“It's just common sense”: Preconceptions and myths regarding fundamental care

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Fundamental care has come under increased scrutiny due to high-profile reports globally of poor nursing care. The reasons for these documented care failures are widely debated, with some scholars identifying issues with how fundamental care is valued within healthcare systems and by nurses. During focus groups designed to evaluate a fundamental care education intervention, we identified a perception commonly held by first-year pre-registration (pre-licensure) students that appeared indicative of a de-valuing of fundamental care: students routinely described fundamental care as ‘common sense’ and doubted that such care should form a key part of their education. In this paper, we explore this perception and its potential consequences for nursing education, clinical practice, and research. We argue that a perception of fundamental care as ‘common sense’ is a myth; it undermines the inherent complexity of providing such care to a consistently high standard and has negative implications for nursing education and continuing professional development, patient experiences and outcomes, and the advancement of nursing science. It is a perception that must be challenged.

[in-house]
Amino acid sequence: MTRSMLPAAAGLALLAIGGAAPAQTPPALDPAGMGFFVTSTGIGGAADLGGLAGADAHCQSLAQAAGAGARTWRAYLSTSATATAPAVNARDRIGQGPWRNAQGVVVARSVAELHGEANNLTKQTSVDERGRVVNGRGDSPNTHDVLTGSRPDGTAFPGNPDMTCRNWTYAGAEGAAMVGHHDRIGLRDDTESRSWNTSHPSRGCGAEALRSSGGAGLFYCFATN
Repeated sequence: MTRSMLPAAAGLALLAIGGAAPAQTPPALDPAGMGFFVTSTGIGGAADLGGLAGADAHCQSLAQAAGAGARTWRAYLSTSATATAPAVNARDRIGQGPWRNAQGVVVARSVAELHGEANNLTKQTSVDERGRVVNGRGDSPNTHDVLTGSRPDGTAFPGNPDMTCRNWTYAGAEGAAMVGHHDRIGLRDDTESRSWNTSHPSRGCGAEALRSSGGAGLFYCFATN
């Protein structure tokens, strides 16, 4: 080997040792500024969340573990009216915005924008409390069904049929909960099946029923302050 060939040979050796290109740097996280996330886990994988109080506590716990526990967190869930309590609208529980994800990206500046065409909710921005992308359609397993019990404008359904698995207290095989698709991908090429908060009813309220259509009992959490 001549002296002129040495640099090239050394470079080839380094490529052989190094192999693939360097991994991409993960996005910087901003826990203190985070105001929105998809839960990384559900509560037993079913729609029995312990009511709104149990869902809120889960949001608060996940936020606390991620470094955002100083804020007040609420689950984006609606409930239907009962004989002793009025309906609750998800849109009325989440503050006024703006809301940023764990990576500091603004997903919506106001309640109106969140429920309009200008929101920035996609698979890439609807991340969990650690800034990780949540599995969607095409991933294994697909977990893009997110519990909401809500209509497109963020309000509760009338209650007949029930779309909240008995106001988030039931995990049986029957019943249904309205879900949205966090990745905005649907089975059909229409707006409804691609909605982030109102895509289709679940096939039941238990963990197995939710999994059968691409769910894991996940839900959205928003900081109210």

Original languageEnglish
Pages (from-to)82-84
Number of pages3
JournalNurse Education in Practice
Publication statusPublished - Mar 2019


  • Basic nursing care
  • Common sense
  • Fundamental care
  • Nursing curricula
  • Nursing students


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